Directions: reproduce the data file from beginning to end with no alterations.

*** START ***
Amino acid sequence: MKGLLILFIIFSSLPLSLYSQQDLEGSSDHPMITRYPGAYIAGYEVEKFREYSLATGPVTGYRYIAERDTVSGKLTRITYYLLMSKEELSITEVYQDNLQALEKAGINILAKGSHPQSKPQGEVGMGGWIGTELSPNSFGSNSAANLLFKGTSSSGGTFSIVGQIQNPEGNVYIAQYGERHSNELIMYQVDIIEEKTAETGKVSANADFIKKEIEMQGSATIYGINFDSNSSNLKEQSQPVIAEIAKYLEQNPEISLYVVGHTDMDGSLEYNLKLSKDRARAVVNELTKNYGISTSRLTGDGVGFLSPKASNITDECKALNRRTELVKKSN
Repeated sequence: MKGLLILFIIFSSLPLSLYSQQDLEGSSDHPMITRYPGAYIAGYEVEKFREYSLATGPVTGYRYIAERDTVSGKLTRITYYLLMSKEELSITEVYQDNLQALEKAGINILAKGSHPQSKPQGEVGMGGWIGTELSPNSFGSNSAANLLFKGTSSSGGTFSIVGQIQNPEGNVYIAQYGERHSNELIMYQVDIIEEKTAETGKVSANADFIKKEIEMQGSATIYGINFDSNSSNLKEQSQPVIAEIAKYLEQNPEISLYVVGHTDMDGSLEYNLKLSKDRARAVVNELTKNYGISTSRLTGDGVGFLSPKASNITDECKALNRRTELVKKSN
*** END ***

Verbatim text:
Amino acid sequence: MKGLLILFIIFSSLPLSLYSQQDLEGSSDHPMITRYPGAYIAGYEVEKFREYSLATGPVTGYRYIAERDTVSGKLTRITYYLLMSKEELSITEVYQDNLQALEKAGINILAKGSHPQSKPQGEVGMGGWIGTELSPNSFGSNSAANLLFKGTSSSGGTFSIVGQIQNPEGNVYIAQYGERHSNELIMYQVDIIEEKTAETGKVSANADFIKKEIEMQGSATIYGINFDSNSSNLKEQSQPVIAEIAKYLEQNPEISLYVVGHTDMDGSLEYNLKLSKDRARAVVNELTKNYGISTSRLTGDGVGFLSPKASNITDECKALNRRTELVKKSN
Repeated sequence: MKGLLILFIIFSSLPLSLYSQQDLEGSSDHPMITRYPGAYIAGYEVEKFREYSLATGPVTGYRYIAERDTVSGKLTRITYYLLMSKEELSITEVYQDNLQALEKAGINILAKGSHPQSKPQGEVGMGGWIGTELSPNSFGSNSAANLLFKGTSSSGGTFSIVGQIQNPEGNVYIAQYGERHSNELIMYQVDIIEEKTAETGKVSANADFIKKEIEMQGSATIYGINFDSNSSNLKEQSQPVIAEIAKYLEQNPEISLYVVGHTDMDGSLEYNLKLSKDRARAVVNELTKNYGISTSRLTGDGVGFLSPKASNITDECKALNRRTELVKKSN